Iran over the decades has loved to play the game consisting of making a mockery and fool of the West – it’s a popular vote winner and also creates a lot of power and flexibility as a nation amongst other Arab nations who bow down to the west.
The president did the same thing here, especially with an election looming. This was a perfect opportunity to use the stage to deflect his electoral problems on to Israel. He knew full well that the UN conference was in relation to racism and even assured Ban that nothing racist would be said.
But remember, this is the Iranian game, where nothing is made certain or promised in order to keep the West on their toes. Ahmadinejad could have rightly criticised Israel on other issues. But the very fact that he chose to focus on racism and include Israel in that category, produced the very typical response that he was looking for.
This latest version of the game - consisting of a battle of the ego’s and vested interests - represents the very un-evolved and immature diplomacy amongst diplomats that continues to make conflict resolution so slow and hard to achieve.
Most nations, as well as Iran, know deep down that Iran’s words and actions does not represent what they really think or what they are going to do. The diplomats, before they started to walk out at the president’s speech, should have known full well that it was only a game and hence not react in the way the president most probably would have wanted them to act in the first place.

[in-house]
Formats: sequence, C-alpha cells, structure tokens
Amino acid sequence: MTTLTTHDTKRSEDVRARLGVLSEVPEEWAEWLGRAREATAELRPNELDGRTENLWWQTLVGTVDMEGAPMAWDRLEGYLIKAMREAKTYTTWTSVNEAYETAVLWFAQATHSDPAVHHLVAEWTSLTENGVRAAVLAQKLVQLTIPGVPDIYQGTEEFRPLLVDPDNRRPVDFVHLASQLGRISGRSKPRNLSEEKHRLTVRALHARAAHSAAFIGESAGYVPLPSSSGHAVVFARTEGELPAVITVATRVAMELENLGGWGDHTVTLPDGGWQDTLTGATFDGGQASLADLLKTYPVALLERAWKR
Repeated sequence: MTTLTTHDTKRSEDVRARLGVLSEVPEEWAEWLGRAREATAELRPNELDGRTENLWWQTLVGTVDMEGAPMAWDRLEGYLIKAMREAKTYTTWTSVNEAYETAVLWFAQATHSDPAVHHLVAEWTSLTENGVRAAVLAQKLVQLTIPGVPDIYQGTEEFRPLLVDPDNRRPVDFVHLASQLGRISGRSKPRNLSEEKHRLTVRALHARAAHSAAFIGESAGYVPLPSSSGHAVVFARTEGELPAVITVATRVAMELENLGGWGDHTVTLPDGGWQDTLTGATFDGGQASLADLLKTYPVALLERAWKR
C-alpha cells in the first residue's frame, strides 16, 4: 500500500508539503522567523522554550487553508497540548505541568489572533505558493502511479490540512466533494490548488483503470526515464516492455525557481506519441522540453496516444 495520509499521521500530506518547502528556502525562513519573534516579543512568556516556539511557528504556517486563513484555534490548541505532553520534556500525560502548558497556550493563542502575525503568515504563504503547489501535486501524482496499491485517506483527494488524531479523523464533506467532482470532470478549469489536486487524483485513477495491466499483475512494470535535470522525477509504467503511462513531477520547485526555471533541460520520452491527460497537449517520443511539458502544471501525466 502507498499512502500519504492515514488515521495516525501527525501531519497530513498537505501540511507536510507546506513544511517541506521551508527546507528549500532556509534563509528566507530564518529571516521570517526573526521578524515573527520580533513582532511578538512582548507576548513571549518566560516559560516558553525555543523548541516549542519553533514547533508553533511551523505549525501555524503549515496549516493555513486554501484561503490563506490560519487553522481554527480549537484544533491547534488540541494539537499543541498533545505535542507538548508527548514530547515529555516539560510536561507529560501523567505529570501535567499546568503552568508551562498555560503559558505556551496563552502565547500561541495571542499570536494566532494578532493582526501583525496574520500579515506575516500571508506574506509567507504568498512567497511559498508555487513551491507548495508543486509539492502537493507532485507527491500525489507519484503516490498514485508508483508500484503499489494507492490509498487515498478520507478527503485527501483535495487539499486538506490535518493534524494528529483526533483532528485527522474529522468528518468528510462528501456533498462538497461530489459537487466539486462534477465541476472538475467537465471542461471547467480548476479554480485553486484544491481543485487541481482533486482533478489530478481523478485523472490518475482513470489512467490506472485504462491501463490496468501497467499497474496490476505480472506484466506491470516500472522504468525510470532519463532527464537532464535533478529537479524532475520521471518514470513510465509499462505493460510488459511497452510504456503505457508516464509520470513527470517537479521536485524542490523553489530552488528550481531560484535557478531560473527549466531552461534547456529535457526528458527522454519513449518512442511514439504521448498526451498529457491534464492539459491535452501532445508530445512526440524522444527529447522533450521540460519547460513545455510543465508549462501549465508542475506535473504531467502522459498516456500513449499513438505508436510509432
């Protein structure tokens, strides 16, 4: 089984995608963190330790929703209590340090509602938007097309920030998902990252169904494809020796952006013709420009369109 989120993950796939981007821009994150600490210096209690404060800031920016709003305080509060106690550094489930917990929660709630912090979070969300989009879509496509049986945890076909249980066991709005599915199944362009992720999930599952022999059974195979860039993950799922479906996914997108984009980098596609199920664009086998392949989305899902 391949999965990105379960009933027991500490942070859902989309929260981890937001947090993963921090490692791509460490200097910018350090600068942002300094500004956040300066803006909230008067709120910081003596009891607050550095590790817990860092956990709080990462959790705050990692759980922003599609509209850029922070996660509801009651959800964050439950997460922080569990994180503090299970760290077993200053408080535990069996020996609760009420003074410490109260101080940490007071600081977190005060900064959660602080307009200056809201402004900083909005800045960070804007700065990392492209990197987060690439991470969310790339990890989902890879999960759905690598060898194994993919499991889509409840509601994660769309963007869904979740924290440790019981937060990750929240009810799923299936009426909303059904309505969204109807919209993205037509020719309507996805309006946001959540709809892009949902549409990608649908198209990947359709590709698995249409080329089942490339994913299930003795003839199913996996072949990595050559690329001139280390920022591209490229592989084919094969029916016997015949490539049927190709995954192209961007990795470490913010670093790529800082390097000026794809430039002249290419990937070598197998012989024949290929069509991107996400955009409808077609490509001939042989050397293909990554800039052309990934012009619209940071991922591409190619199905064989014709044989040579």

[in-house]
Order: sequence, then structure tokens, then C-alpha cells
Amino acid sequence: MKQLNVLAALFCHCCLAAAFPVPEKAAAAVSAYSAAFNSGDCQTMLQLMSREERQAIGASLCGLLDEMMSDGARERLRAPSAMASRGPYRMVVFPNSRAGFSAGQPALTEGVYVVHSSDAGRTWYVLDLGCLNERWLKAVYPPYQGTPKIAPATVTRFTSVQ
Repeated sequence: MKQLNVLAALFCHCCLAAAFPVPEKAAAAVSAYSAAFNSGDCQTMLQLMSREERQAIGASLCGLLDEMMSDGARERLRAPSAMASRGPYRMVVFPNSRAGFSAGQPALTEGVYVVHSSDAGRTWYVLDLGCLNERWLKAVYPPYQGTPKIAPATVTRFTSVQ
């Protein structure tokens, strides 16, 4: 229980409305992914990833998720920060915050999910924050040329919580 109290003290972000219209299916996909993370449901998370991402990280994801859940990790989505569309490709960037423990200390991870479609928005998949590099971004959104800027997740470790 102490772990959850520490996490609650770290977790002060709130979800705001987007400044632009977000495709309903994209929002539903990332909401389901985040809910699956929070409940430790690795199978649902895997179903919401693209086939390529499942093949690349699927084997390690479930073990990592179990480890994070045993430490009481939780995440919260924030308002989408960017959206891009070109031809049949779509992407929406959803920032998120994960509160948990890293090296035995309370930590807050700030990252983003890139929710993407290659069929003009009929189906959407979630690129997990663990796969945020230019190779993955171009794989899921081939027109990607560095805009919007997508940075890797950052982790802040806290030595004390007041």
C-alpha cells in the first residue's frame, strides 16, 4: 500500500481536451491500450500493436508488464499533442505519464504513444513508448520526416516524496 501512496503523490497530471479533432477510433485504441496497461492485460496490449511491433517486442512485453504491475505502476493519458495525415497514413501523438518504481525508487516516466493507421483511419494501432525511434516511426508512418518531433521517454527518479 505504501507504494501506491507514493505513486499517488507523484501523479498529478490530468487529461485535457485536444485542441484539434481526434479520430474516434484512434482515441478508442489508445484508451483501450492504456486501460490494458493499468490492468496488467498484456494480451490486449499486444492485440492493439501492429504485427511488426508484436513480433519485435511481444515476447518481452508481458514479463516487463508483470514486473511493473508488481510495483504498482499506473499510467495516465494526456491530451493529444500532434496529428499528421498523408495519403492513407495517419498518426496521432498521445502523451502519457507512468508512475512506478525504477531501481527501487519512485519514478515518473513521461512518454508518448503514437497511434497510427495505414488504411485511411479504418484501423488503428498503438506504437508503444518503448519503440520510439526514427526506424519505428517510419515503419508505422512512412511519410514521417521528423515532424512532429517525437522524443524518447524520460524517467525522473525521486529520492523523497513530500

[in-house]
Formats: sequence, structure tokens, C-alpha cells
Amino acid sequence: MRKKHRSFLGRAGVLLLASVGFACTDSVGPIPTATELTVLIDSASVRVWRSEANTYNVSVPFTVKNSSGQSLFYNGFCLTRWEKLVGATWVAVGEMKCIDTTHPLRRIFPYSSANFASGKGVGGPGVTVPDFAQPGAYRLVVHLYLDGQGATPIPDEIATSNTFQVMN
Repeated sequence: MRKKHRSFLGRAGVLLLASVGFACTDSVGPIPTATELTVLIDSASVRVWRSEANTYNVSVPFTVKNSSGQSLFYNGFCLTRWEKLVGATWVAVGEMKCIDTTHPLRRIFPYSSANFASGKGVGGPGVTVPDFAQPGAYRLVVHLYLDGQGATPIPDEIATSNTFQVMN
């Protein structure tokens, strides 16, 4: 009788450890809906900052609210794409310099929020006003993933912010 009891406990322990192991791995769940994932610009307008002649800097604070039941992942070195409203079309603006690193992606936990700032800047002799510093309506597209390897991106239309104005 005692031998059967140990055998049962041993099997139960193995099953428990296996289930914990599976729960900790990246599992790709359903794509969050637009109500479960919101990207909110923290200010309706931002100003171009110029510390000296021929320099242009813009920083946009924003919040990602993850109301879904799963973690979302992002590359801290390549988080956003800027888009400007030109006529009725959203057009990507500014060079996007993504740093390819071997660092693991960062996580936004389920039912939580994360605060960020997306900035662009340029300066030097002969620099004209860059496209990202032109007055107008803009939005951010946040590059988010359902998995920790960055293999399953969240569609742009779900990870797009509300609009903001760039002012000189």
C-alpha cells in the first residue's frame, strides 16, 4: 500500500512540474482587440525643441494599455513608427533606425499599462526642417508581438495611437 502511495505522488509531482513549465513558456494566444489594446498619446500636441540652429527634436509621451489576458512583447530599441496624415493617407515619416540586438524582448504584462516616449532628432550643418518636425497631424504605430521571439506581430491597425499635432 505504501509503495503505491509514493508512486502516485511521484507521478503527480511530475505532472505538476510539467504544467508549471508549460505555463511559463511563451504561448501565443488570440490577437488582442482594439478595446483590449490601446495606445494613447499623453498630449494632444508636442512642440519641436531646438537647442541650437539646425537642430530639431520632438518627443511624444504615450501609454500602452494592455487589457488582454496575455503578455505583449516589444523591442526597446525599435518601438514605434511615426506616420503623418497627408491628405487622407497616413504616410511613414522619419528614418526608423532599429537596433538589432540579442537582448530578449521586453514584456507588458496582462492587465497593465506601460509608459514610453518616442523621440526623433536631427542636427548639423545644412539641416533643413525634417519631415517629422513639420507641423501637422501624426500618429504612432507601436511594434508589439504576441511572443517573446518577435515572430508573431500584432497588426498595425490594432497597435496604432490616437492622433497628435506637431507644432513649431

Iran therefore once again won the game, claiming to be the victim and now no doubt winning much more support and power amongst the Iranian hard-line electorate and other Arab nations with its performance and the reaction from it.
Iran however needs to be careful with its game. With Obama coming into office, the U.S. has shown that it is tired of the game and no longer wants to play it with Iran and other similar nations such as Cuba and Russia. The U.S. has also finally learnt that in order to win the game in political diplomacy and conflict resolution, you must end the game.
Unlike Cuba and Russia who have been willing to put the game to one side in response to the U.S.’s willingness to stop, Iran has no such intention, yet, to show that it is being influenced and dictated by the U.S.’s latest strategy.
The UN speech, along with the arrest of the Iranian American reporter, has been Iran’s way of testing to see just how far Obama and his U.S. administration are not willing to play the game. In addition, with an election coming up, this is understandable, especially in pleasing various hardliners in the Iranian government.
They will therefore be looking to test this U.S. end-game further until they feel satisfied that the U.S. has truly ended its game by complying with some of Iran’s demands. The U.S. and Obama in particular, just need to hold their nerves until the election has passed in Iran and hope that the next person in power will also want to stop playing the game.